U.S. oil futures rose to a more than two-month high on Wednesday, bolstered by a fifth weekly crude inventory drawdown and strong domestic gasoline demand, amid ongoing supply concerns over U.S. sanctions on Iran that come into force in November.
Crude inventories fell 2.1 million barrels in the week to Sept. 14 to 394.1 million barrels, the lowest level since February 2015, EIA data showed. Analysts had forecast a decrease of 2.7 million barrels.
U.S. crude futures ended Wednesday's session up $1.27, or 1.8 percent, at $71.12, its best closing price since early July. The rise came after the U.S. Energy Information Administration said crude and gasoline stockpiles fell last week.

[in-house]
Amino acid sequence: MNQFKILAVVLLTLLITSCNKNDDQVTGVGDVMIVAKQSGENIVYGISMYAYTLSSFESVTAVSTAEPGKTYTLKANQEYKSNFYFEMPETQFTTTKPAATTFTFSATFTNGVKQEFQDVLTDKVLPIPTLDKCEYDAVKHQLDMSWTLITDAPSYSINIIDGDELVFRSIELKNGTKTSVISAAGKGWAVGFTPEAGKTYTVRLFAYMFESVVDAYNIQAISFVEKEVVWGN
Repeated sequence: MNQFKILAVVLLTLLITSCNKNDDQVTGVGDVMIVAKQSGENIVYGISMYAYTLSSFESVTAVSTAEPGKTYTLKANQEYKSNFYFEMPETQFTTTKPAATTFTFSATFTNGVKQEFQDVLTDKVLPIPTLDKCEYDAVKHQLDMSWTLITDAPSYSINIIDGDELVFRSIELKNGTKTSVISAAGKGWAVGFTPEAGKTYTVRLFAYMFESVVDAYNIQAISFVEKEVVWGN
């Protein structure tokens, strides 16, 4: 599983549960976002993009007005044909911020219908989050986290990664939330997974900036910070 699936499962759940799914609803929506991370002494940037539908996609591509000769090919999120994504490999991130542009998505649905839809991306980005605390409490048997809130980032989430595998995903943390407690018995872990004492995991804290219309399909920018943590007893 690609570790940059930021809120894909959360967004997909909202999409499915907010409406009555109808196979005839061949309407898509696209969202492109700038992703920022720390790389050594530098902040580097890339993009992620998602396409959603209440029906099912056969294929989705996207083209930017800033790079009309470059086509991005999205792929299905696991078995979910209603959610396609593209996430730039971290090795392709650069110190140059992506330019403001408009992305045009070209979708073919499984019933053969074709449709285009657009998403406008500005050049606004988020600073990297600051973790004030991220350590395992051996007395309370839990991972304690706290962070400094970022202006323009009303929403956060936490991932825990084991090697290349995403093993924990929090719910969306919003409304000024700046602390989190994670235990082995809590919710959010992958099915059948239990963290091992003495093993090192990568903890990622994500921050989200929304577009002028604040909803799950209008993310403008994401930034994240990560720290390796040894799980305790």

Crude inventories fell 2.1 million barrels last week to 394.1 million barrels, the lowest level since February 2015, EIA data showed. Gasoline stocks fell 1.7 million barrels versus forecasts for a 100,000-barrel drop.